It’s hard not to feel a sense of whiplash when it comes to Brad Pitt these days. At one juncture, he’s shilling his ultra-soft cashmere shirts in a Goop exclusive; at another, he’s suing ex-wife Angelina Jolie over some grapes in France; then he’s either dating-or-not-dating Emily Ratajowski. This is all happening while he’s producing the simmering but also possibly bad She Said, a film about the explosive NYT story by Megan Twohey and Jodi Kantor about the Harvey Weinstein abuse allegations, some of which Pitt fought against and some of which he was complicit in. As he continues to push the narrative of his own entrepreneurial “work” as well as his semi-woke producing credits (never forget when Youn Yuh-Jung took him to task in her Oscar speech for never showing up on the Minari set) against the relentless tide of legal drama between him and Jolie, it gets trickier to see how Pitt’s career can evolve.
Yesterday, The New York Times reported on the ongoing legal battle between Brad Pitt and Angelina Jolie over their hotly contested French winery, Chateau Miraval; within the report were depressing and frightening allegations about an incident involving the former couple and their children on a private flight back in 2016. According to the files, “Pitt grabbed Jolie by the head and shook her, and then grabbed her shoulders and shook her again before pushing her into the bathroom wall. Pitt then punched the ceiling of the plane numerous times, prompting Jolie to leave the bathroom. When one of the children came to Ms. Jolie’s defense, the court papers said, Mr. Pitt lunged at the child, prompting her to grab him from behind. Amid the altercation, Mr. Pitt ‘choked one of the children and struck another in the face.’” It is bleak, scary stuff, the type of which Pitt would rather have you not think about when he talks about what temperature drinking water should be in conversation with Ottessa Moshfegh.
Where does Pitt’s career go from here? For years, the evidence of his cruelty towards Jolie has been increasingly apparent, and though he was America’s sweetheart in his 2019 awards run for his supporting turn in Quentin Tarantino’s Once Upon a Time… In Hollywood, it was tough not to see the strings being pulled at every intersection. Even now, Pitt is surrounded by allies, not only the Johnny Depp PR team who also did crisis work for Pitt’s old frenemy Harvey Weinstein, but the likes of Gwyneth Paltrow, his ex-girlfriend who is always happy to talk products with him. Even having someone like Emily Ratajkowksi — a model, sure, but also a feminist writer and thinker — associated with him gives Pitt the kind of faux-aware credo he needs to bolster his reputation as an aging male star.
It is impossible not to compare the continuing legal proceedings between Pitt and Jolie to that of the aforementioned Depp and Amber Heard. Pitt, like Depp, has pursued litigation against his ex-spouse despite there being credible and long-standing allegations about him, using legal strategies to silence her. There have also already been rumblings of an anti-Jolie campaign on YouTube, Tiktok, and Twitter, the same way there was for the Depp trial. But Pitt is also in a class of his own when it comes to all of this: people still really, really like him.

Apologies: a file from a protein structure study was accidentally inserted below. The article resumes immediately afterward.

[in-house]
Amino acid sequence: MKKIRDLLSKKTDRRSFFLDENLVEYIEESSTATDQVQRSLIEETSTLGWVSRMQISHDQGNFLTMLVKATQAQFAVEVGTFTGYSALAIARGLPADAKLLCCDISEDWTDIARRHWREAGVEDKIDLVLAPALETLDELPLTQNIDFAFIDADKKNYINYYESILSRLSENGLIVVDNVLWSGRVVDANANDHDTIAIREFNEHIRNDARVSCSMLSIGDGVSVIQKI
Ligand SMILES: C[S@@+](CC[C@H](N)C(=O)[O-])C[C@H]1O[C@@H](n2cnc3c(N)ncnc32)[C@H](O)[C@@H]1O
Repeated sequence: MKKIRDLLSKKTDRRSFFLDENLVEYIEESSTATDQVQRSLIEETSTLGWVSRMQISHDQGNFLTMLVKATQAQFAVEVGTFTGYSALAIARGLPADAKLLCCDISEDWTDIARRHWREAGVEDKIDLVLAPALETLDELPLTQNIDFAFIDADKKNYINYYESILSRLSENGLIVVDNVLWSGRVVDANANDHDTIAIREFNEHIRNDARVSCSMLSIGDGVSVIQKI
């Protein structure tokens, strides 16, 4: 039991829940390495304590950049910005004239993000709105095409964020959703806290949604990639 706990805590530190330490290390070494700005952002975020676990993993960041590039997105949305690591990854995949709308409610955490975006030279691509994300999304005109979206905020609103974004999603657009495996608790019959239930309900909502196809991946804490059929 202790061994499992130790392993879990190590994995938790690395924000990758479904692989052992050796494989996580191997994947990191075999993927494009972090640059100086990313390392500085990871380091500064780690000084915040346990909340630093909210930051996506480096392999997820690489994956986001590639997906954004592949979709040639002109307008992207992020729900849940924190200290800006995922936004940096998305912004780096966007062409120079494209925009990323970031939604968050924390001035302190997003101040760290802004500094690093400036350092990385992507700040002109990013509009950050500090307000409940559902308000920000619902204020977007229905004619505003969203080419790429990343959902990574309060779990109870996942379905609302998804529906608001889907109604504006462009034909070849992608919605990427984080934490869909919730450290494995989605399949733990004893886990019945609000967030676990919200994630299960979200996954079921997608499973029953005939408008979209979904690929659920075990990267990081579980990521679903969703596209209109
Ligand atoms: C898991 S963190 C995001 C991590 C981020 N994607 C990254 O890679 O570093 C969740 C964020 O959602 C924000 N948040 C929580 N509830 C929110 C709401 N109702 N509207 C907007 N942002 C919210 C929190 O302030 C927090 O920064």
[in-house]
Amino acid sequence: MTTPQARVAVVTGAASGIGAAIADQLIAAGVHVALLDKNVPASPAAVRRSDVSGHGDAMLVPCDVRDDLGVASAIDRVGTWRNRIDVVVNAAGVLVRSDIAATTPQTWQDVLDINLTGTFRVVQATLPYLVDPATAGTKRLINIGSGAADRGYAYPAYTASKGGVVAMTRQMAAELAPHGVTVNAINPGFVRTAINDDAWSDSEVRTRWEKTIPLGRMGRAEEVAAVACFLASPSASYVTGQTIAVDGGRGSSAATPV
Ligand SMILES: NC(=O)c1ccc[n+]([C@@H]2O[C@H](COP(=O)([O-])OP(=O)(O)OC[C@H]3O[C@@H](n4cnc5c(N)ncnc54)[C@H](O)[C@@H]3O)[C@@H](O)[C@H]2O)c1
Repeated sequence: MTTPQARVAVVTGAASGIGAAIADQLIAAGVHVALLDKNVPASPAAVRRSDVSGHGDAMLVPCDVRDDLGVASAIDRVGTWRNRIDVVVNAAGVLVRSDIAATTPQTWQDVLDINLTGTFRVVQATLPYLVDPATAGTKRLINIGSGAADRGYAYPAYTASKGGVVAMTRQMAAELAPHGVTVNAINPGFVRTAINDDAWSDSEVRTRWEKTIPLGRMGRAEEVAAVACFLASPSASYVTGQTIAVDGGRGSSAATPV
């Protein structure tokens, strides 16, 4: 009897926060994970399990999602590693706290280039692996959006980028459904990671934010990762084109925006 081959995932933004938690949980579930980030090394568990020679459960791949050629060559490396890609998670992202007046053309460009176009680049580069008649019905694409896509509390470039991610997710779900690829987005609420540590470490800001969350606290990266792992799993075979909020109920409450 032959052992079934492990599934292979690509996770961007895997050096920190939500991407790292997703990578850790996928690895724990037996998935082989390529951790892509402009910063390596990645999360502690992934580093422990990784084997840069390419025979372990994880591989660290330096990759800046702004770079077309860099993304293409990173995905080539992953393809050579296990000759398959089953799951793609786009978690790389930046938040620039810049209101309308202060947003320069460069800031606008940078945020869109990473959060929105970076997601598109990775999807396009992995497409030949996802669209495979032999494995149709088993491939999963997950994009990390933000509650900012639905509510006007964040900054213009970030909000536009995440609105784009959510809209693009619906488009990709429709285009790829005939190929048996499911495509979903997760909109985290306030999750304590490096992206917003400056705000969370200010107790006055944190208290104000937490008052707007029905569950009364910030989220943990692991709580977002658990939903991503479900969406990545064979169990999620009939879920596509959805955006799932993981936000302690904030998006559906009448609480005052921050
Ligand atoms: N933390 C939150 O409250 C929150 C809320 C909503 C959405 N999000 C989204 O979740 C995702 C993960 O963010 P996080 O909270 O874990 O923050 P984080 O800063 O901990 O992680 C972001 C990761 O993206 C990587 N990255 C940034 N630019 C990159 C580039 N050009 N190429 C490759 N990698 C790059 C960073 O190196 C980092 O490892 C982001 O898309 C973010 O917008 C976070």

By the time Johnny Depp was on the stand in his own trial, he’d been dropped from the two most successful franchises of the 2010s. Pitt, on the other hand, starred in the middling Bullet Train, which broke over $100 million at the box office, along with a cameo appearance in friend Sandra Bullock’s The Lost City. This winter, he stars in Damien Chazelle’s explosive David O. Russell-esque (derogatory) Hollywood epic Babylon. He’s producing adaptations of popular books like The Three-Body Problem and Black Hole. Everywhere you turn in Hollywood, Pitt has his hands on something new and smart and interesting, whether it’s IP or skincare or a not-girlfriend. He is bankable, he is “funny,” he is award-winning, and he is still here.
He’s also, clearly, a piece of shit, but I predict that with enablers all around him, he’ll be able to slide through any sticking or lasting charges. Keep in mind the incident on the plane with Jolie happened six years ago — and since then he won an Oscar. There will be more fawning profiles touting his laissez-faire attitude and zen-like chillness. Brad Pitt will be fine because people keep telling him he’s fine. At some point, there will be a “tell-all” type of article, with a loving serif font and a sympathetic celebrity ear (Clooney? Paltrow? EmRata?) to whom Pitt will detail his suffering, tout Californian sobriety, and stress the importance of his friends and family without ever actually detailing the extent to which he is estranged from them. It is a nefarious business, hellbent on narrative on product over legitimate recovery. Though Pitt seems relaxed, cashmere-wearing and serum-rich, his malice is still there, written all over the paperwork of what’s to come.